Changing dosing, administration of anthrax vaccine reduces side effects
Reducing the number of doses of an anthrax vaccine and changing its administration to intramuscular injection resulted in comparable measures of effectiveness but with fewer adverse events, according to a study in the October 1 issue of JAMA.
"Simpler and better tolerated regimens for vaccination with anthrax vaccine adsorbed (AVA) are needed," the authors write. The licensed AVA vaccination regimen is administered by injection below the skin (subcutaneously) at 0, 2, and 4 weeks and 6, 12 and 18 months, with annual boosters thereafter. Data supporting this regimen are limited.
The Centers for Disease Control and Prevention, Atlanta, in collaboration with several U.S. clinical study sites and the Anthrax Vaccine Research Program Working Group, conducted a randomized clinical trial, which included 1,005 enrollees, to assess safety and serological outcomes of alternative schedules and routes of administration of AVA. Participants received AVA by the subcutaneous (SQ) or intramuscular (IM) route at 0, 2 and 4 weeks and 6 months (4-SQ or 4-IM; n = 165-170 per group) or at a reduced 3-dose schedule (3-IM; n = 501). A control group (n = 169) received saline injections at the same time intervals.
The researchers found that at month 7, after completion of the priming series (1st four injections), all groups had serum antibody responses that were "noninferior to" (i.e., no less than) the licensed regimen. Most injection site adverse events (AEs), such as warmth, tenderness, itching, abnormal redness of the skin and swelling, occurred at lower proportions in the 4-IM group compared with the 4-SQ group. The odds ratio for ordinal pain (response ranging from no pain to extreme pain) reported immediately after injection was reduced by 50 percent for the 4-IM vs. 4-SQ groups.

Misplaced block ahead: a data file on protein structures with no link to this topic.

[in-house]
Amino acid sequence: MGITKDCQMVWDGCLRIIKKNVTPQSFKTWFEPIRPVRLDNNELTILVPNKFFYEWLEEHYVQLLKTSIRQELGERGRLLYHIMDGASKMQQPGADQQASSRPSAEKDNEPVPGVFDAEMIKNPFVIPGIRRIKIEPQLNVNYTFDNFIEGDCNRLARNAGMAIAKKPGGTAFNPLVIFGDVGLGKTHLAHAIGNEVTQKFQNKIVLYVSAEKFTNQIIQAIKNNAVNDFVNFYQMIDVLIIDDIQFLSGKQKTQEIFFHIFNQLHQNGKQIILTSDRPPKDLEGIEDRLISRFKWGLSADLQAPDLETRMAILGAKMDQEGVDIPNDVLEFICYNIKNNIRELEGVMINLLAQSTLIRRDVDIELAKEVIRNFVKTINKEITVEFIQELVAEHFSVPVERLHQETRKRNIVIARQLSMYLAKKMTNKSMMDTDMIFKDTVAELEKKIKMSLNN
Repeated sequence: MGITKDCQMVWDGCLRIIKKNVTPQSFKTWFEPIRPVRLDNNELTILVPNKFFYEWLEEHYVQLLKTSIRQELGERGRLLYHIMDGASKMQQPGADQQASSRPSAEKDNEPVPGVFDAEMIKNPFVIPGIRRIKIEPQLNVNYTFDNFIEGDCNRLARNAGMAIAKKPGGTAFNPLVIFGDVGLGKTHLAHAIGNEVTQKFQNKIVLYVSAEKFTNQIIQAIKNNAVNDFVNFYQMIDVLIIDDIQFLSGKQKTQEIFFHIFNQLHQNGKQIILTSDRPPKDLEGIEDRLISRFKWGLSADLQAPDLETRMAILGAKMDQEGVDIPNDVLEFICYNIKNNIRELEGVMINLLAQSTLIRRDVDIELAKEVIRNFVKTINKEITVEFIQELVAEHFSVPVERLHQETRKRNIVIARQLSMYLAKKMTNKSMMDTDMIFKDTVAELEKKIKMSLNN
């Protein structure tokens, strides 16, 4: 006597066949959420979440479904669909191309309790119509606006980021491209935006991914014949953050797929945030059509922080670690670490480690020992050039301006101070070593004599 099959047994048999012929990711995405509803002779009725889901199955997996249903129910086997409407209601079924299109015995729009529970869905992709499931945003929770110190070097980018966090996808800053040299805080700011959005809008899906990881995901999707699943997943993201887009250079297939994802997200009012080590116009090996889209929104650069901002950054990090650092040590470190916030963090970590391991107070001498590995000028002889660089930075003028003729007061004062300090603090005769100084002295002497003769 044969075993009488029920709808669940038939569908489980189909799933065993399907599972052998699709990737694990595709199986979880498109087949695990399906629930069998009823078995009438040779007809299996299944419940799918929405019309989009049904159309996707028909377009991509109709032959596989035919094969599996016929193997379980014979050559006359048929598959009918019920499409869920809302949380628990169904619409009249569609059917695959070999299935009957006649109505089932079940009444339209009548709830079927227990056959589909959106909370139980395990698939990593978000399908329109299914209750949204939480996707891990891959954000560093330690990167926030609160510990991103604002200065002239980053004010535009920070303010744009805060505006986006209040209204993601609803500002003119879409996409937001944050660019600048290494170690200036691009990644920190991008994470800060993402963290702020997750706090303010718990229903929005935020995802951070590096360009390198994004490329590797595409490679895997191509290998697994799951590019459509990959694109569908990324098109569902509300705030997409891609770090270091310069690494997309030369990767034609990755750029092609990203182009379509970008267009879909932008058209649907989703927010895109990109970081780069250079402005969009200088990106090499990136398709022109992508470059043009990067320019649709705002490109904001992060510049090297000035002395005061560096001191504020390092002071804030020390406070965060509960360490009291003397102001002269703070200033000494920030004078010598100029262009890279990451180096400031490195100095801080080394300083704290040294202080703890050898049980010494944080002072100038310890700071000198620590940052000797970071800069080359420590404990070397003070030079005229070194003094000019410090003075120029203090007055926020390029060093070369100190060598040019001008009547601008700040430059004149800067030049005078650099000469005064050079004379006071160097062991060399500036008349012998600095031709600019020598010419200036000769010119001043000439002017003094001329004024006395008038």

"Our data demonstrate that a 3-IM regimen (omission of the week 2 dose) elicits serum antibody responses at month 7 that are noninferior when compared with regimens containing 4 doses of AVA (SQ or IM). Intramuscular administration was associated with a significant reduction in injection site AEs. Changing the injection route from SQ to IM may increase vaccine acceptability. Reducing the number of doses in the AVA regimen would have the added benefit of increasing the number of doses available for prophylactic use," the authors conclude.
Source: JAMA and Archives Journals